Human activities that are present but which would be unaffected by designation of the site as an MPA

Table 6. Human Activities that are Present but which would be Unaffected by Designation of the Site as an MPA [ CSS]
Activity Description
Oil and Gas There is one pipeline within the CSS proposed MPA boundary that overlaps with features proposed for designation; black guillemot, circalittoral sand and coarse sediment communities and fronts. The presence of the existing pipeline is not expected to require additional management measures. The designation of the MPA proposal would not lead to additional management for black guillemot above that of the Sanda Island SSSI.
Recreational Boating There are no recreational boating anchorages located within the CSS proposed MPA that overlap with features proposed for designation, although three Crown Estate mooring points are present that overlap with feature extents for black guillemot and fronts under all scenarios. Neither feature is considered sensitive to pressures associated with anchoring, however; therefore no cost impacts are expected. Seven cruising routes intersect the CSS proposed MPA; three with low traffic and four with medium traffic. It is not considered that cruising routes will incur any management or assessment costs.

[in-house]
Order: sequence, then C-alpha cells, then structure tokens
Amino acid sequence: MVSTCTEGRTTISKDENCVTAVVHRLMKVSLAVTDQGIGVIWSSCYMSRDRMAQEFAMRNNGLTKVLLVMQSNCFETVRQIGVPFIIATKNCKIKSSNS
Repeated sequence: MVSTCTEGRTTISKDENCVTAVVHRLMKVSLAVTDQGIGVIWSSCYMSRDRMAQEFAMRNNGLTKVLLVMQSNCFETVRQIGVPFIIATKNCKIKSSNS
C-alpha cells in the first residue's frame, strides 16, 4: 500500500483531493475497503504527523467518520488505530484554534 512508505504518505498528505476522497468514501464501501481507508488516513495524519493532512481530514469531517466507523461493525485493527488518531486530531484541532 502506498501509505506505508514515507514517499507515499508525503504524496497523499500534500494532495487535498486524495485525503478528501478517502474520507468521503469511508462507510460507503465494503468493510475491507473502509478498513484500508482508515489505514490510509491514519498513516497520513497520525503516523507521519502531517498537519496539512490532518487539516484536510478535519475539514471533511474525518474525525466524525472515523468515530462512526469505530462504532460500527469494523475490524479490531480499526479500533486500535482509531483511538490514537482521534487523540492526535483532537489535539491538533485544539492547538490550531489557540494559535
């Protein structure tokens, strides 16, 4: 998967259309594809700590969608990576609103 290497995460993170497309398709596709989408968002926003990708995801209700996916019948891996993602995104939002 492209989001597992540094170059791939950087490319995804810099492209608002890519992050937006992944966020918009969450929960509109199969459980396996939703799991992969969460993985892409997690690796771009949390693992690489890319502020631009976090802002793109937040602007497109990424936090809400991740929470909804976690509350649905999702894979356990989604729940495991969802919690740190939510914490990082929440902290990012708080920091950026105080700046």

Ports and Harbours There is one port/harbour (Southend) within the CSS proposed MPA boundary. Southend overlaps the MPA feature fronts under all scenarios; however, management costs are not expected to be incurred.
Power Interconnectors Two existing power interconnectors and one consented power interconnector (Western HVDC Link) overlap with the CSS proposed MPA. Both existing power interconnectors and the one consented power interconnector overlap with circalittoral sand and coarse sediment communities (all scenarios), fronts (all scenarios) and Black Guillemot (upper scenario). No cost impacts are foreseen, as it is assumed that there will be no review of the existing consents.
Water Sports - Windsurfing There is one popular windsurfing location (Southend) within the CSS proposed MPA. Water sports activities including windsurfing are assessed as not requiring any additional management measures. It is also considered that no additional benefit to windsurfing from management measures applied to other activities will occur.

Social and Distributional Analysis of Impacts from Designation of the Site as an MPA

Table 7a. Social Impacts Associated with Quantified and Non-Quantified Economic Costs [ CSS]
Sector Potential Economic Impacts Economic Costs and GVA ( PV) Area of Social Impact Affected Mitigation Significance of Social impact
Commercial Fisheries Loss of traditional fishing grounds with consequent loss in landings, value of landings and hence GVA Annual Average Loss in Value of Landings*:
Lower: £0.00m
Intermediate: £0.23m
Upper: £0.45m

Annual Average Loss in GVA (direct and indirect)*:
Lower: £0.00m
Intermediate: £0.11m
Upper: £0.22m
Culture and heritage - impact on traditions from loss of fishing grounds. Health: xx (for individuals affected who do not find alternative employment)
If the loss in GVA significant enough, risk of job losses (direct and indirect) Job Losses*: